Thursday, July 24, 2008


I love my iPod. I love it so much that I'll make sure the "i" is not capitalized, but the "P" is. I love my iPod. I (surprisingly) haven't named it, but I love it.
(This is obviously not an actual photo of MY iPod, because:
1. I probably would not have this song on my iPod at this very second, and
2. My camera had a fatal run-in with a whole lot of sand while I was in Ireland, but that's another story altogether.)

Anyway, my iPod is great. Reliable. iPod mini, 1st generation. Older, gray, and a little dull, but it does everything I need it to. And it was the first one with the click wheel!

And the thing that make me most excited about my iPod is that...I can listen to it...and nobody else has ANY CLUE WHAT I AM LISTENING TO. It's amazing. I can listen to the Backstreet Boys. I can listen to High School Musical 2. I can listen to "MMMBop" the entire 15 minutes it takes me to cross campus, and NOBODY KNOWS. It's great.

(Disclaimer: Yes, I understand the idea of "good" music. I play music. And if you catch me on a good day, I might even listen to this "good" music of yours. It's just that whenever I listen to music, I tend to lean towards...junk. You're dealing with a girl who could eat pizza every day and thinks that anything is a well-balanced meal if you add a glass of chocolate milk. You shouldn't be surprised.)

I love that I can listen to guilty pleasure tunes on my iPod.

However, my relationship with the iPod craze took a drastic turn while I was in Europe.

And I'm going to blame it on the tektonic kids.

The tektonic kids, with their fauxhawks and neon clothes and flashy dance moves, have this really awful habit of letting everyone else on the bus listen to their music. They play MP3s on their cell phones. They carry tiny little speakers. And they have IN/OUT headphones, especially created to let you and everyone around you hear their techno beats.

I wasn't a huge fan of the tektonic kids when I spent most of my time riding buses around Dijon.

So here I am, sitting in the library, when another student comes and sits down next to me. He's got an iPod. He puts in his ear buds, turns it on, and turns up his music reeeeal loud. Oh boy.

Okay, I've got to admit, his music is pretty good, but doesn't he KNOW what he's missing out on? Doesn't he KNOW about the joy of top secret aural entertainment?

It's okay, iPod. I get it. My secret's safe with you.

And for your viewing pleasure...


Friday, July 18, 2008

I must have walked the same path hundreds of times. Hayden Lawn. Past the MU. Right at the motorcycle lot. Past Irish B. Left at the stop sign. Walk past Best. Cross the street in front of the IHOP.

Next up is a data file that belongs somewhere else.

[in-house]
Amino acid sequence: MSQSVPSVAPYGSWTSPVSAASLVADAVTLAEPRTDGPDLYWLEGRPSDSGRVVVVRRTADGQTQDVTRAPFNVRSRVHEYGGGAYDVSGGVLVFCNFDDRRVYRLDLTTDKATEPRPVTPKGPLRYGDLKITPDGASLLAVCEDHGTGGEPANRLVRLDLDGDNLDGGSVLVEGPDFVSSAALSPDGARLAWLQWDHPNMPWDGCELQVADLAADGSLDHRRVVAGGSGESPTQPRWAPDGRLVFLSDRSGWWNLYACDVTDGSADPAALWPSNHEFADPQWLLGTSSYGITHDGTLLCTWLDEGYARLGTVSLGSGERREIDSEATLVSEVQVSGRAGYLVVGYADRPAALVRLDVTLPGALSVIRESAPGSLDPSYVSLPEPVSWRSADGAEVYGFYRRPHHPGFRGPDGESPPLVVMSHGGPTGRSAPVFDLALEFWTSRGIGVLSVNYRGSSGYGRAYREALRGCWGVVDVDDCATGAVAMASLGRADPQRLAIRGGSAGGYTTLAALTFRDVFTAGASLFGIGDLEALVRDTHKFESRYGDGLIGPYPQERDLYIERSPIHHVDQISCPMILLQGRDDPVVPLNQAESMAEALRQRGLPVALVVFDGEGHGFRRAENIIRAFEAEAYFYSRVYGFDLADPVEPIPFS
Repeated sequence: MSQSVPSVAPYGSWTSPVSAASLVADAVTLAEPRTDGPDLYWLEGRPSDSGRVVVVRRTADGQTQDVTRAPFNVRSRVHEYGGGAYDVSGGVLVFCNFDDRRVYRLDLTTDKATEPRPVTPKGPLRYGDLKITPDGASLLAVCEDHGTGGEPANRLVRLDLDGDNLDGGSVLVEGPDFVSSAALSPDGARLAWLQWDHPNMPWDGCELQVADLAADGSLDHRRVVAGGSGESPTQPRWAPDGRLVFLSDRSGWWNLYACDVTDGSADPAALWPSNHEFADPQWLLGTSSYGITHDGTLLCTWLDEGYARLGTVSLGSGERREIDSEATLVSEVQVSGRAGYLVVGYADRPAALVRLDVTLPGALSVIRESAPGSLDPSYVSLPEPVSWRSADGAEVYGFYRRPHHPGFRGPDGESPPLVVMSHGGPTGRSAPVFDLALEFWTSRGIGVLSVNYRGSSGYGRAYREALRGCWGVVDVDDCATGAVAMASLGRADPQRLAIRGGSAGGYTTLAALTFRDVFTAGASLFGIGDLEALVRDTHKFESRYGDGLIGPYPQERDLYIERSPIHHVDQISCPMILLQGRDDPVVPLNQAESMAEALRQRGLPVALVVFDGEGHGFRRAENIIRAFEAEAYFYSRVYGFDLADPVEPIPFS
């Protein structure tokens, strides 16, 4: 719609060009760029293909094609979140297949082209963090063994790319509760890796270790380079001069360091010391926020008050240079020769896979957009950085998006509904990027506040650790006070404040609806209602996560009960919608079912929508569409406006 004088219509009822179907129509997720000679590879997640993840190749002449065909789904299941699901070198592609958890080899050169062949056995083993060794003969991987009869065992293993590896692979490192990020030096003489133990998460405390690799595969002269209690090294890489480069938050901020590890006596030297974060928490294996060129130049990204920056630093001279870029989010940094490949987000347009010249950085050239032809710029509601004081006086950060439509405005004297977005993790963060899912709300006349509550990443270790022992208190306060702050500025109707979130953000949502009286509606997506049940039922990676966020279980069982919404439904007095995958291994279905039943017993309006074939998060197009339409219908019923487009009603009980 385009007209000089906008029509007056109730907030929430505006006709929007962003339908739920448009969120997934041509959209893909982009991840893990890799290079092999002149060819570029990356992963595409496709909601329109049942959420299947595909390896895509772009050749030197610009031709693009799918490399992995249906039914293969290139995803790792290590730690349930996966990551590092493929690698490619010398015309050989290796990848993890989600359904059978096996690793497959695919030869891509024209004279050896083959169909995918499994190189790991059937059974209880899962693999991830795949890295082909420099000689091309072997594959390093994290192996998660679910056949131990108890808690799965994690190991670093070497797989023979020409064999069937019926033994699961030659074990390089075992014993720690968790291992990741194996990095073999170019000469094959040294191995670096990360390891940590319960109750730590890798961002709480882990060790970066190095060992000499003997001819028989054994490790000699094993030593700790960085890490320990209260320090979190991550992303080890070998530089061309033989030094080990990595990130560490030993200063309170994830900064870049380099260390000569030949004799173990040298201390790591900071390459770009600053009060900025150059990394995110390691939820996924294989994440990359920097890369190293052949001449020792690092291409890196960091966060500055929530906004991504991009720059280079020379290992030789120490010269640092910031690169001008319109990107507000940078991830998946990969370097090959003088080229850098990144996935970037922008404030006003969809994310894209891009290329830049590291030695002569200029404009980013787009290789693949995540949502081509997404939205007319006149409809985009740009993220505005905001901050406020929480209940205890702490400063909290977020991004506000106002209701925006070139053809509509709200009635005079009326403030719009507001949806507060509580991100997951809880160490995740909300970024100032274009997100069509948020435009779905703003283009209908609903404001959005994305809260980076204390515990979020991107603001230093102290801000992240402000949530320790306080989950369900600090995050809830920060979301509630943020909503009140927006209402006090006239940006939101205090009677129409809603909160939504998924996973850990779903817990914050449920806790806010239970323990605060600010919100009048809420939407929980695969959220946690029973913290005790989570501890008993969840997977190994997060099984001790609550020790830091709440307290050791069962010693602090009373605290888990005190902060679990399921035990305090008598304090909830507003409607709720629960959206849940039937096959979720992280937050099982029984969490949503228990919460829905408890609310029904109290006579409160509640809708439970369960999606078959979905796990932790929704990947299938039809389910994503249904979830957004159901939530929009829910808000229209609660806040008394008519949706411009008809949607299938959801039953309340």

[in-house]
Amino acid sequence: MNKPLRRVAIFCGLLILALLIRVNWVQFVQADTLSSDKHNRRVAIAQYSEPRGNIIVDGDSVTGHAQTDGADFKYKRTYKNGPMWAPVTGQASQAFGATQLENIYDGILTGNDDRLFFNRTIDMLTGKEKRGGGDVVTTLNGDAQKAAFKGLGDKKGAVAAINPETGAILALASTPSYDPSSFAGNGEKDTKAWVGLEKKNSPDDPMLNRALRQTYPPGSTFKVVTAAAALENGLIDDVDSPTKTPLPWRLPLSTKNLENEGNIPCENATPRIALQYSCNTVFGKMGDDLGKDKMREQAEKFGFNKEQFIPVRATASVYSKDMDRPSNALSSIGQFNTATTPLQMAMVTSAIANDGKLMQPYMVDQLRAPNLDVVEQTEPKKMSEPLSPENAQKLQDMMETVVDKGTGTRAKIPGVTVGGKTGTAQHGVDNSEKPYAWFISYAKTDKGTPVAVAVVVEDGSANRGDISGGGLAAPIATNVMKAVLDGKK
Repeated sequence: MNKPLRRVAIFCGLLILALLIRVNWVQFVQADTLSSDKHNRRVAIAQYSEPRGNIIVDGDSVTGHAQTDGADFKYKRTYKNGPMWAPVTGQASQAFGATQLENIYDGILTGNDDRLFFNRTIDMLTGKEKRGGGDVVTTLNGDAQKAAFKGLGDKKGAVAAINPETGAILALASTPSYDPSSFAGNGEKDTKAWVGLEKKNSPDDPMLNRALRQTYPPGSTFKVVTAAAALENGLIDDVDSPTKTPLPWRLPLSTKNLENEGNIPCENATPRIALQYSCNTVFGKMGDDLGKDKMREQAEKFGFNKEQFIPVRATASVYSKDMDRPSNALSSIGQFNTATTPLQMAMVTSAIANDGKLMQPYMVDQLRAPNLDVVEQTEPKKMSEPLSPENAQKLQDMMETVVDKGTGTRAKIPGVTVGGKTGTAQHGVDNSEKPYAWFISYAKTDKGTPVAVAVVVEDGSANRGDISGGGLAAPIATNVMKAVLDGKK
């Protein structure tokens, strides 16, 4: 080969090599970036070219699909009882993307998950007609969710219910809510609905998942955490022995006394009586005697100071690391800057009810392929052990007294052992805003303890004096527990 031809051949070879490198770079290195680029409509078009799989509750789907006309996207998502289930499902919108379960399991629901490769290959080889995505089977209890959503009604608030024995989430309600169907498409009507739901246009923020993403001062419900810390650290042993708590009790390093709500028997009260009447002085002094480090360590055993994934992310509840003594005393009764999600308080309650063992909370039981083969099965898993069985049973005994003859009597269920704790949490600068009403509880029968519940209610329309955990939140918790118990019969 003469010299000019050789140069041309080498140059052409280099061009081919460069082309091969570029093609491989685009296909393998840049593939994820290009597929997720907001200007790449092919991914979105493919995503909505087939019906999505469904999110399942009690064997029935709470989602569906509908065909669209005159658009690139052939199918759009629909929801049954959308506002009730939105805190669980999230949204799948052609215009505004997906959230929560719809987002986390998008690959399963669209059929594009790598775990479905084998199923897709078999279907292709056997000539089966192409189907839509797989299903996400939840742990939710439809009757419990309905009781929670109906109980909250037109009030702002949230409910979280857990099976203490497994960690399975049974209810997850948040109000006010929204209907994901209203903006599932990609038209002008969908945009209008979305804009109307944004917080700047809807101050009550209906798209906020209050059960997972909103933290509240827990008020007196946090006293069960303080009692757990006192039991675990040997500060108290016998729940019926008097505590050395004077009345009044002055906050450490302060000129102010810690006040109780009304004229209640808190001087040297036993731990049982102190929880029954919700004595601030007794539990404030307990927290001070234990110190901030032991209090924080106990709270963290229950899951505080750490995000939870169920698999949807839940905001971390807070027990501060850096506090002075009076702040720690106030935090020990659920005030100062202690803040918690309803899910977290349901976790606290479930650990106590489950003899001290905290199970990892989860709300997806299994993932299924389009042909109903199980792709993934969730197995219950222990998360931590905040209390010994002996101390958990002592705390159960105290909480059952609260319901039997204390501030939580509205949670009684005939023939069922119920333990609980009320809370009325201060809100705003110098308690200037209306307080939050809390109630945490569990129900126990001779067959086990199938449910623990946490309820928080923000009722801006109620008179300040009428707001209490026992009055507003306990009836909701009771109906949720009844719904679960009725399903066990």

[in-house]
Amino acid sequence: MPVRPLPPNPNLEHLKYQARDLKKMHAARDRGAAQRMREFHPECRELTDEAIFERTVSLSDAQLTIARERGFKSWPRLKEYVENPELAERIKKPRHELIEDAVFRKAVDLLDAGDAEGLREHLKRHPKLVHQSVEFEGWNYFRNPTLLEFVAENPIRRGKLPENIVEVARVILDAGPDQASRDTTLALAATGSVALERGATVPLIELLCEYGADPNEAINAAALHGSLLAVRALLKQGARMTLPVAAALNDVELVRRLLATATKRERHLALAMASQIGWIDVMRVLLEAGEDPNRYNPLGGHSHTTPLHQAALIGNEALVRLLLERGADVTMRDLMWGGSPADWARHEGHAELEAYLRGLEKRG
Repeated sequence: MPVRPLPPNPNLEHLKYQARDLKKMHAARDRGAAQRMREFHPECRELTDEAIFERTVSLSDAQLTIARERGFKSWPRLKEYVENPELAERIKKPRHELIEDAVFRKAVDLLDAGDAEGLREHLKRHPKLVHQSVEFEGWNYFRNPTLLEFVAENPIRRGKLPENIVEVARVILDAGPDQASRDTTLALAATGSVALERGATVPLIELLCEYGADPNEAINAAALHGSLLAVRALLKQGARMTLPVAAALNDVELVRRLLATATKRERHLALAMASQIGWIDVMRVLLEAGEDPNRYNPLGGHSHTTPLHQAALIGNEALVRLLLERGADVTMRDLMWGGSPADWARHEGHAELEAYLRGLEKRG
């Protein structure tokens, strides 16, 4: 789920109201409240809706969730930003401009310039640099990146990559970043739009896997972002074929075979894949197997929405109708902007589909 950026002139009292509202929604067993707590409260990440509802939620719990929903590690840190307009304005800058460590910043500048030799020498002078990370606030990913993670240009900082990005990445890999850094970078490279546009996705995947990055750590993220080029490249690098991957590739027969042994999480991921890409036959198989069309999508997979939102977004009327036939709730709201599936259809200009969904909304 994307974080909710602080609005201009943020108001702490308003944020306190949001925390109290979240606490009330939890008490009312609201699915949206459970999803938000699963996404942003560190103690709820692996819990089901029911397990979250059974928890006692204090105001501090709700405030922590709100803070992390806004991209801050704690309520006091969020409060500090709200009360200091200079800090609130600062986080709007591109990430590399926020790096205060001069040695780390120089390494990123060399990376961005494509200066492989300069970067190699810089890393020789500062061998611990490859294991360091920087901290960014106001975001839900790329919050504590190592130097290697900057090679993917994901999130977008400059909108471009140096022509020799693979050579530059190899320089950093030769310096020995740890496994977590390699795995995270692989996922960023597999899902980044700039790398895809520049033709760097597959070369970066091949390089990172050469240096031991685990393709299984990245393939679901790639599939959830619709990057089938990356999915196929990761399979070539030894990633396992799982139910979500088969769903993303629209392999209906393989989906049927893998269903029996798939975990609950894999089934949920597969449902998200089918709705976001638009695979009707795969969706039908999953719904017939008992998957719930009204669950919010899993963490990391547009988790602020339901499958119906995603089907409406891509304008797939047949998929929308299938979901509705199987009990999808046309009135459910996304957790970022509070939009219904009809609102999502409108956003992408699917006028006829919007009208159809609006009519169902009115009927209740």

I am starting my senior year at ASU and I still feel like the same girl from three years ago. Sure, I've got memories that accompany all of these places. Singing under the stars. Early morning walks back from Hayden Library. Saying "goodbye", and trusting that God would turn it into "until we meet again". Laughing. Relearning how to ride a bike. Lighting birthday candles in the courtyard. Smoking hookah on the lawn. Oversleeping and rushing off to class.

I'm the same girl, but everything is completely different. I still feel the same. I still feel like I'm seventeen, but the faces and the stories have changed. The location remains the same.

I can't believe how quickly the time has passed. I can't believe that I'm nearing the end. And I can't believe that I feel like the same girl, after all that has changed.

Friday, July 4, 2008


I'm back in Arizona. It feels good. I'm happy to be back with my friends and my puppy. I'm happy to be living in my house and eagerly awaiting the return of my roommates. I feel at home, which is somewhere I haven't been for a long time.

Fireworks make me miss you. I used to cry when I saw them, because I worried for you. I used to cry much more than I do now. I almost couldn't bear to wake up on patriotic holidays, because every country song brought tears to my eyes. I couldn't wait for you to get home. I couldn't wait to tell you about all the times I had seen fireworks without you and how you were the only person with whom I could have truly enjoyed them.

I missed you at every fireworks show, every sporting event, every holiday party, every family gathering, every wedding. I feasted on lies of how you would be there someday, and all the waiting would have been worth the wasted years of missing you.

I wasn't here for 4th of July last year. I was in Namibia and I didn't see any fireworks. I'm sure I must have thought of you, if only for a quick second. I'm sure I must have said a prayer for your safety. But without the fireworks, it was easier not to miss you. It was easier to admit that you were gone, that you weren't mine anymore; it was easier to accept that you weren't coming back.

I saw fireworks tonight and I missed you for a short while. I was on the roof with my friends. You know them. Hot monsoon winds whipped my hair into my face, and I held down the hem of my skirt with my fist. I still miss you, but it's different now. The sentiment is less tinged with fear and more with nostalgia. I once carried a dull, heavy ache for you. The wounds you left have faded into pinkish scars.

I finally feel like I'm living in Arizona on my own terms. This city has lost the scent of your clothes and the tempo of your step. I no longer hear echoes of your accent in the places we once shared our lives.

I'm hoping to smile at the fireworks I'll see on New Year's Eve. I'm hoping that your phantom smile will have left me in six months' time.